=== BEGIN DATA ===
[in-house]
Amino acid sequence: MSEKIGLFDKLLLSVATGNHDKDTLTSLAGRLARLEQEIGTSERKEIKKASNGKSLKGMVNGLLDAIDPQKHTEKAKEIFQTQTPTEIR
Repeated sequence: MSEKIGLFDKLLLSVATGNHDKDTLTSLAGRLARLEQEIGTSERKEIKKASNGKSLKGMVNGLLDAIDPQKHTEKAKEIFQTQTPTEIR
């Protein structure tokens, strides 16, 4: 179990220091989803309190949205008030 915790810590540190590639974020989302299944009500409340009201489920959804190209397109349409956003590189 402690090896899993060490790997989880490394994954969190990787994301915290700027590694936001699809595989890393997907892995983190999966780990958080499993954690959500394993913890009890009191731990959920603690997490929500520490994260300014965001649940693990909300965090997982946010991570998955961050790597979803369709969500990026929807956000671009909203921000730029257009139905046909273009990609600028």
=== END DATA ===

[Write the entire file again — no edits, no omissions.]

[in-house]
Amino acid sequence: MSEKIGLFDKLLLSVATGNHDKDTLTSLAGRLARLEQEIGTSERKEIKKASNGKSLKGMVNGLLDAIDPQKHTEKAKEIFQTQTPTEIR
Repeated sequence: MSEKIGLFDKLLLSVATGNHDKDTLTSLAGRLARLEQEIGTSERKEIKKASNGKSLKGMVNGLLDAIDPQKHTEKAKEIFQTQTPTEIR
């Protein structure tokens, strides 16, 4: 179990220091989803309190949205008030 915790810590540190590639974020989302299944009500409340009201489920959804190209397109349409956003590189 402690090896899993060490790997989880490394994954969190990787994301915290700027590694936001699809595989890393997907892995983190999966780990958080499993954690959500394993913890009890009191731990959920603690997490929500520490994260300014965001649940693990909300965090997982946010991570998955961050790597979803369709969500990026929807956000671009909203921000730029257009139905046909273009990609600028």